What Happens To My Frequent Flyer Points When I Die?

When a loved one passes away, there are often many financial matters to deal with in the estate planning process. Often, you have to deal with collecting life insurance policy proceeds, closing out bank accounts, and dealing with the transfer of IRA and 401(k) accounts. In most families, there is also lots of discussion over possessions including automobiles, jewelry, or other collectibles. But, what about all of those frequent flyer points? Will they continue on to a beneficiary or just drift away into a black hole of frequent point oblivion? Before we discuss various programs and what the potential outcomes are at death, let’s talk about some best practices. Most families don’t even really track their miles or points. This is why we encourage people to use the online personal financial dashboard with oXYGen Financial because you actually have the ability to track all and any point programs to know exactly what you have. It’s not a great idea to ...

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How To Organize Your 2014 Budget

Even though exercise and diet remain the top two New Year’s resolutions that most Americans have, the next few days might provide you with some opportunity to visit your overall 2014 spending plan.  It can be a painful process sometimes building out a spending plan (or budget) as your self-reflection may often reveal ugly spots that you just don’t want to see. The first and most important step toward a financially successful 2014 is to get a reality check around where your dollars and cents were actually spent in 2013.   Here are my six tips on how to organize and set up a household budget.  This is the bedrock of what has created a successful personal financial plan for my household for many years. Gather The Last 12 Months Of Fixed Expenses– Fixed expenses are generally expenses that do not change much over the course of the year.  An example of this would be your rent or mortgage.  Most of ...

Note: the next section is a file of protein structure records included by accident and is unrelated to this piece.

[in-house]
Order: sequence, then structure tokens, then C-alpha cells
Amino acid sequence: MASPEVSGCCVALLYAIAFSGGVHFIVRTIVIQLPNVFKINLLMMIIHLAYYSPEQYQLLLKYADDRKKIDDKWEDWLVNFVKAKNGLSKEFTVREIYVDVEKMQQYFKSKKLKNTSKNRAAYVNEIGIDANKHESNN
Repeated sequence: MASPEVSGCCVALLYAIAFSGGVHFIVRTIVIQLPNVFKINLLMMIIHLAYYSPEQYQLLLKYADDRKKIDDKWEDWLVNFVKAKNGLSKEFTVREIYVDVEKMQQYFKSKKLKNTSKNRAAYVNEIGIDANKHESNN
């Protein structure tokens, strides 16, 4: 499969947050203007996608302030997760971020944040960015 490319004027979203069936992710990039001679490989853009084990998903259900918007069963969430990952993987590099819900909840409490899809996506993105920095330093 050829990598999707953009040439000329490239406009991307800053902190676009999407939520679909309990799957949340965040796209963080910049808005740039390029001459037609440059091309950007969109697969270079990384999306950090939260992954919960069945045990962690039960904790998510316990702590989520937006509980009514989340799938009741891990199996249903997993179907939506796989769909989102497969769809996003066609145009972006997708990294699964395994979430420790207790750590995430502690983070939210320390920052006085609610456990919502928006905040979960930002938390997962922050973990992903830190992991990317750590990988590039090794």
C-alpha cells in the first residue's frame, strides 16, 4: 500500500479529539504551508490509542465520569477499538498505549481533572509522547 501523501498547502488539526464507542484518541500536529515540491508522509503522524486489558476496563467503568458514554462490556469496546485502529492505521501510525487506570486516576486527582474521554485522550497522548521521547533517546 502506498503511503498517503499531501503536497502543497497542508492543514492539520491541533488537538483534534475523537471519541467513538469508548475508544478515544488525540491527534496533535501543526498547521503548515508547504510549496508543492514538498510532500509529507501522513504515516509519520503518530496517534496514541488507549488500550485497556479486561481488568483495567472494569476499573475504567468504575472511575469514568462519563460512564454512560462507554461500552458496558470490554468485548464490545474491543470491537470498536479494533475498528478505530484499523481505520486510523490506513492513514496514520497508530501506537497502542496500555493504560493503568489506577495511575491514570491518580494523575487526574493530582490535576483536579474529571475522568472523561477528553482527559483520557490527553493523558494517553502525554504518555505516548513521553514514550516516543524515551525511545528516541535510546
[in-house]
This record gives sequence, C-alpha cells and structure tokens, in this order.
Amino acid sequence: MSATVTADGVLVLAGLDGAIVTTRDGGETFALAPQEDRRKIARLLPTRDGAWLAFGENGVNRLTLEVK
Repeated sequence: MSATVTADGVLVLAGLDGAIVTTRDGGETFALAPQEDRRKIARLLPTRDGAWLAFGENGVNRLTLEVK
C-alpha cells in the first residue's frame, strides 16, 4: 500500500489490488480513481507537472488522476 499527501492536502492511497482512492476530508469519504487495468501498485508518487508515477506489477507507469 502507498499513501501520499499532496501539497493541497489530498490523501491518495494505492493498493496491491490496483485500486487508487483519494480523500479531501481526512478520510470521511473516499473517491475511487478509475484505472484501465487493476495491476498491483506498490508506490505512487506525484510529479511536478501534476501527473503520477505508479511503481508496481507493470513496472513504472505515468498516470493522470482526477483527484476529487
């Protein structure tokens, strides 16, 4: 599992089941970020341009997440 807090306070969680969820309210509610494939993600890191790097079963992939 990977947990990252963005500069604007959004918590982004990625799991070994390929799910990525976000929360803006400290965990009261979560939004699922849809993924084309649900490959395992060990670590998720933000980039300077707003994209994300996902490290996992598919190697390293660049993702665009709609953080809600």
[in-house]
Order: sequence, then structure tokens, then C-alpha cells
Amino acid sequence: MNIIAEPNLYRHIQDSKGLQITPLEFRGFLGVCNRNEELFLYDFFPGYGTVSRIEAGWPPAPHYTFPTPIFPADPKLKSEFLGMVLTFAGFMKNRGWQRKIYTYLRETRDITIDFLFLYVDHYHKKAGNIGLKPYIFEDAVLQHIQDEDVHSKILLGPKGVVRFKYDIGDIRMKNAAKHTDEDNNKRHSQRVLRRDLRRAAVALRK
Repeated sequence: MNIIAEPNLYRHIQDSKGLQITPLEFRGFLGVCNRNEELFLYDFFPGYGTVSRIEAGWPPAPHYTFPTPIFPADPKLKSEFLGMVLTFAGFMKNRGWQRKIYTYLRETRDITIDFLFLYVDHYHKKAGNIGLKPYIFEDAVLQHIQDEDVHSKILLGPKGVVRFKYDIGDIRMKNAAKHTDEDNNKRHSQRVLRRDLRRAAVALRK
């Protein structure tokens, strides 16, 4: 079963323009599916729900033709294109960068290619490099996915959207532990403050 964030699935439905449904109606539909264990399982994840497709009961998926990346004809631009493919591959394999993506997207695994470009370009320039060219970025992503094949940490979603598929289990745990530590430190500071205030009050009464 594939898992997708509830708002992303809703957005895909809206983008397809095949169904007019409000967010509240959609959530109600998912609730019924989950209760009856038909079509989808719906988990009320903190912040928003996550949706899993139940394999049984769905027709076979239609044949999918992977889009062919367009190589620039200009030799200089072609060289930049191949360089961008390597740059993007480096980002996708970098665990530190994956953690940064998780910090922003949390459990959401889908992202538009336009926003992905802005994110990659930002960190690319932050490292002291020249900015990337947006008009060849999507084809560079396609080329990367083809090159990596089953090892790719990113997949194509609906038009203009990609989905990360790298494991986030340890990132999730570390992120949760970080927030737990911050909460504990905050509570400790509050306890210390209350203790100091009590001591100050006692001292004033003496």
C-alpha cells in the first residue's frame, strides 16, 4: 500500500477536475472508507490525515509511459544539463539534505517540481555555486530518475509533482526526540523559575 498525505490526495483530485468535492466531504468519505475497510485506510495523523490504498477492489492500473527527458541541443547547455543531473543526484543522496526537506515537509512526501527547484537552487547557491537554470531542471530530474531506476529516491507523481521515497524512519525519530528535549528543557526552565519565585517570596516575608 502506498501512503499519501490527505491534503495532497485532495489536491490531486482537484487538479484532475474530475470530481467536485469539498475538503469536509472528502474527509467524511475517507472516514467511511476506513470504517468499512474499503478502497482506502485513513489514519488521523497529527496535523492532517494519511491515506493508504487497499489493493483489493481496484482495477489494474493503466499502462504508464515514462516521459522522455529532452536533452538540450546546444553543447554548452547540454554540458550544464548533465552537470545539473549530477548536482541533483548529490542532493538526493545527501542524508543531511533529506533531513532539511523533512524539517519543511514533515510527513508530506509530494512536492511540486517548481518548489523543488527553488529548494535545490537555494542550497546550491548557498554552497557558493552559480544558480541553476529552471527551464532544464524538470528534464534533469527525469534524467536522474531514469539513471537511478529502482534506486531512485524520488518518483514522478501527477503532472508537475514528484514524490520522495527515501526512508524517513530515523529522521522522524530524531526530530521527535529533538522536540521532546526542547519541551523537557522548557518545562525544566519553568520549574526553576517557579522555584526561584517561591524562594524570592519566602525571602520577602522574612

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AMEX Points: Try The Clearance Rack

People often ask me what is the best type of credit card to get when it comes to frequent flier or cash back awards. I’ll cover some of my favorite reward cards in other post, but in today’s blog I thought I would share how to make the most of your AMEX card.   Sad to say, but most people who carry the GOLD or PLATINUM card don’t ever look at or use most of the benefits of card.   What most consumers are aware of is that with each purchase they rack up 1 point for every dollar they spend.   So how do you make the most of your rewards?  Check the CLEARANCE rack.  Here’s an example of three items you can get in the clearance section on AMEX membership rewards today. (source: AmericanExpress.com) When you click the membership rewards link in your AMEX account, you’ll notice on the far right hand side a link called ‘specials’.  If you click this ...

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Do I Need A Store Credit Card?

If you have played a game of credit card poker with yourself it could surely be a sign that you have too many credit cards from too many places.    I am a big advocate of having fewer credit cards and establishing a longer credit history with those creditors by upping your credit lines over the years and showing your ability to pay them off regularly.   However, I often get asked about store credit cards from places like a Best Buy or a Target and whether it is a good idea to have one of these cards.  Do you need a store credit card? Most the store credit cards that get issued generally happen at the cash register.    The smiling face at the checkout counter tabs your bill up and then tells you that if you opened up a store card today that they will take 10%, 20%, or more off of your first purchase.     You quickly do the math in ...